Here is a thoughtful article by Nic Brown (assistant professor of English at the University of Northern Colorado, and the author of the novel “Doubles.”) about why most people only watch professional singles tennis but play doubles themselves. He says the teamwork required in doubles adds an element of camaraderie and joy that you just can’t experience by yourself. Personally I love the doubles net game, which in singles is just a minor part of the contest. What do you think?

WHAT’S the last great tennis match you saw? The three-day Isner-Mahut marathon at Wimbledon last year? Almost any Federer-Nadal pairing? Odds are you’ve caught a classic. During weeks like this, when the world’s best players descend on Flushing Meadows, Queens, for the United States Open, tennis can seep into the country’s consciousness through some sort of sport osmosis.

But unless you’re a genuine tennis fan, and a particularly odd one at that, it’s unlikely you can recall a single doubles match. Why should you? The sport’s neglected stepchild, doubles tennis receives little attention. You might have heard of Bob and Mike Bryan, American twins who hold 11 Grand Slam titles and are the only things close to real stars on the circuit, but I doubt you’ve seen them play.

There are some obvious reasons doubles doesn’t draw more fans. It’s harder to build allegiances to shifting teams than to a single player. And doubles suffers from a lack of star power. Once, this wasn’t the case. John McEnroe, Martina Navratilova, Arthur Ashe — all regularly played doubles. Now, few top players, under pressure to keep pace with the inexorable rise in the game’s physicality, can risk an injury moonlighting in doubles.

But there’s something deeper at work. Think harder, and I’ll wager you can remember a classic doubles match after all. Maybe that spring weekend when you and your wife played your neighbors in the park? Or in high school, when you and your brother challenged two too-tan girls to a game? I vividly recall the last doubles match I played. My friend Katherine and I were losing, but I wasn’t concerned about that; I was more worried about whether she was going to kill me because I kept running in front of her to flail wildly for the ball when it was clearly on her side of the court.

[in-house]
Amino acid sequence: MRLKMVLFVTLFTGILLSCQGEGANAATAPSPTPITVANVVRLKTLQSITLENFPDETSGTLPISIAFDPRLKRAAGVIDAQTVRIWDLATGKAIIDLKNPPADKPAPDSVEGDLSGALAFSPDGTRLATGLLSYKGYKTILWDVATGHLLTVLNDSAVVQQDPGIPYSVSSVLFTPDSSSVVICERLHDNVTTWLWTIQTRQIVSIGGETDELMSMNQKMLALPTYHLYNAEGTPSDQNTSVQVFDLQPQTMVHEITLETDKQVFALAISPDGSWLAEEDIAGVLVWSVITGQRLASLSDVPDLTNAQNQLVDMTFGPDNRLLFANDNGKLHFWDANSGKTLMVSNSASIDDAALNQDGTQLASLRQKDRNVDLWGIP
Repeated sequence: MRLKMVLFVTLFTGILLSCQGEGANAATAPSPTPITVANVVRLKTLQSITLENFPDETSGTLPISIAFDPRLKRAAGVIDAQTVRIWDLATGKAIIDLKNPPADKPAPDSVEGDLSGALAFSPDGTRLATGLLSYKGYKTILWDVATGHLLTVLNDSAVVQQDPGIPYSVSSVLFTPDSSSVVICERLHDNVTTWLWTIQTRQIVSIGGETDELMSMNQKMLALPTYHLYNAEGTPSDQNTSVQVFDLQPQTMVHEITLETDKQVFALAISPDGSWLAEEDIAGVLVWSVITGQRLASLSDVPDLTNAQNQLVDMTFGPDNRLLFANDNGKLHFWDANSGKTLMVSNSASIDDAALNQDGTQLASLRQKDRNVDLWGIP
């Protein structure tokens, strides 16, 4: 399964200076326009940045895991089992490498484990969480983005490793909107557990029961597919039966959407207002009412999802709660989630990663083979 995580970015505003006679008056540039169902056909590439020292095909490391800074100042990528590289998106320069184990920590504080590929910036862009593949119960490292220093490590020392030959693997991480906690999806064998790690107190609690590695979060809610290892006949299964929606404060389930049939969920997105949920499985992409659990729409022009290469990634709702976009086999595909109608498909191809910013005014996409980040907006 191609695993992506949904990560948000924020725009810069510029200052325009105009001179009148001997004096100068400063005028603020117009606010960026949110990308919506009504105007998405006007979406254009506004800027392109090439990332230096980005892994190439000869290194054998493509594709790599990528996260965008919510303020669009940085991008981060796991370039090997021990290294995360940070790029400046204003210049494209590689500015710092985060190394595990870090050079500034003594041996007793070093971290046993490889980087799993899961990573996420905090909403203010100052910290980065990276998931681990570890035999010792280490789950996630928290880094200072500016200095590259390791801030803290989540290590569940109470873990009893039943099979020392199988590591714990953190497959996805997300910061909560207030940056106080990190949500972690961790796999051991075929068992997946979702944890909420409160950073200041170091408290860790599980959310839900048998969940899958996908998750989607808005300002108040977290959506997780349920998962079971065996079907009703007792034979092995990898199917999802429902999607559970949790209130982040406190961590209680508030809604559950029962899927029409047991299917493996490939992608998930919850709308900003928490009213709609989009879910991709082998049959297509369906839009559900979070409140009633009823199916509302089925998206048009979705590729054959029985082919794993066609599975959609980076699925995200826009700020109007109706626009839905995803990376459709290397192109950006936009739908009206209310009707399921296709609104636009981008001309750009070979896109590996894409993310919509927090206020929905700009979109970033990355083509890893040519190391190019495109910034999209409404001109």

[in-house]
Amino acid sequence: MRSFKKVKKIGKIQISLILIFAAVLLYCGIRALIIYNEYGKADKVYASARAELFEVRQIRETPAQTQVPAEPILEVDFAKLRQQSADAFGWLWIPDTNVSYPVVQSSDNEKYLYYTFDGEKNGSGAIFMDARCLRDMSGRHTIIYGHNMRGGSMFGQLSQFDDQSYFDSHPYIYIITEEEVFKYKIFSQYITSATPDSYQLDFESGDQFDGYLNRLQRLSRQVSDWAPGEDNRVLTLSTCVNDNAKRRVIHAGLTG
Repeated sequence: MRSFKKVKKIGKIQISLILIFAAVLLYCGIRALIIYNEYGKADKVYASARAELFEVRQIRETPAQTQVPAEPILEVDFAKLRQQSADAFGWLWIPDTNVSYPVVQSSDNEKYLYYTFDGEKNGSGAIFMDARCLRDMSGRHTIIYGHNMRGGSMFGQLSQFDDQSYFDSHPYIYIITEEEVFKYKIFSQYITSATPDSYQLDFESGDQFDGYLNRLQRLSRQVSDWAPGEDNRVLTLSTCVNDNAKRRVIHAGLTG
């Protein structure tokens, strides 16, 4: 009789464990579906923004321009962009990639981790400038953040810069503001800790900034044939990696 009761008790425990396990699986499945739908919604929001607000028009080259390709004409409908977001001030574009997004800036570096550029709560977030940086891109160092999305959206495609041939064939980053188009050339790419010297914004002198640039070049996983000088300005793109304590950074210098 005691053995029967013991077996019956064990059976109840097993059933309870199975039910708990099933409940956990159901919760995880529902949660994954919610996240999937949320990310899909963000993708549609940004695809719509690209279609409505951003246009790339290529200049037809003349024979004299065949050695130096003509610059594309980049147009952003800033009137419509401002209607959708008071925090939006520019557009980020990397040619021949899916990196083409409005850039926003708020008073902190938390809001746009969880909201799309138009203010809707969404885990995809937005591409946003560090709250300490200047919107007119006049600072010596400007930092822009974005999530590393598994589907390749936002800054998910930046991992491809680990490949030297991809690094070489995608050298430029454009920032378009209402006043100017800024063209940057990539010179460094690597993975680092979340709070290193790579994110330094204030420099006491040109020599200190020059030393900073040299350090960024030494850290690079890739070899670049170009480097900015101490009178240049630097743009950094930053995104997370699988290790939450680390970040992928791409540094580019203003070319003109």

People spend more time playing doubles than watching it for a reason. It parallels too closely the struggles of our own lives: working with others; toiling in the shadows; getting second billing. Not getting paid enough. Maybe we don’t watch doubles because we are all doubles players. When we’re relaxing on our couches, it’s the escape into the fantasy of singles tennis that we want, with its amplified and simplified clash.

And so we forget that doubles is such excellent theater. With two players trolling the net and the other two staying back, the “butterfly shape” (as David Foster Wallace described it) of today’s baseline-heavy singles game splinters into some cubist sketch as angles proliferate and tactical options multiply. It’s as if the game has been projected through some cosmic kaleidoscope, everything fractured, more colorful, more complicated, perhaps even more beautiful.

At this year’s Open, fate seemed determined to keep people from watching. The Bryan brothers, favorites to defend their title, lost in the first round. The women’s draw, often buoyed by the Williams sisters (when not absent because of illness or ennui), had to place this year’s hopes on not-so-famous names like Flavia Pennetta and Gisela Dulko.

But if you persevered in watching doubles, you would have seen something memorable. It was last Saturday, the second round of mixed doubles. The best mixed doubles team in the world, Liezel Huber and Bob Bryan, were playing Jack Sock and Melanie Oudin, two American teenagers on the fragile cusp of enormously promising careers. What I expected to be a shellacking turned into a match so tight I could barely breathe. What was most compelling wasn’t how Oudin and Sock manhandled their opponents, but rather how they behaved toward each other.

After each point, they smiled coyly, giggling. On changeovers, they chatted until one took a sip of water, at which point the other would too, as if to avoid any awkward silence. They looked like two freshmen on a first date. Once, Oudin almost hit Sock with an errant ball and I felt my own cheeks begin to blush. The whole thing was so endearing I forgot about the Serena Williams and Mardy Fish matches I’d been yearning to see. Best of all, Sock and Oudin played 65 minutes of unbelievable tennis, and won. Last night, in the mixed doubles finals, they won their first Grand Slam together.

It’s sad that more tennis fans didn’t tune in. But it’s sadder still to think that Sock and Oudin played so well they’ll soon, like many before them, cease playing doubles at all.

Doubles players don’t set out to be doubles players. They are almost always excellent singles players who, for one reason or another, find themselves temporarily failing to excel. But that’s one of the things I love about doubles. It allows players who may not be stars on their own to keep doing what they love, and sometimes lets them win. There’s a lesson here. (You hear me, Congress?) It’s called teamwork. It gets things done that you can’t do alone.

For one moment, imagine you’re playing doubles right now. There you are, on your cracked neighborhood court. Your wife is at the net. You inhale and serve. Let’s say it’s an ace. Suddenly your wife is running toward you. She jumps. Now she’s in your arms, elated. Maybe you go on to win the match, maybe you don’t, but one thing is certain: in tennis, love usually means nothing, but in doubles it can mean just about everything.

Nic Brown, an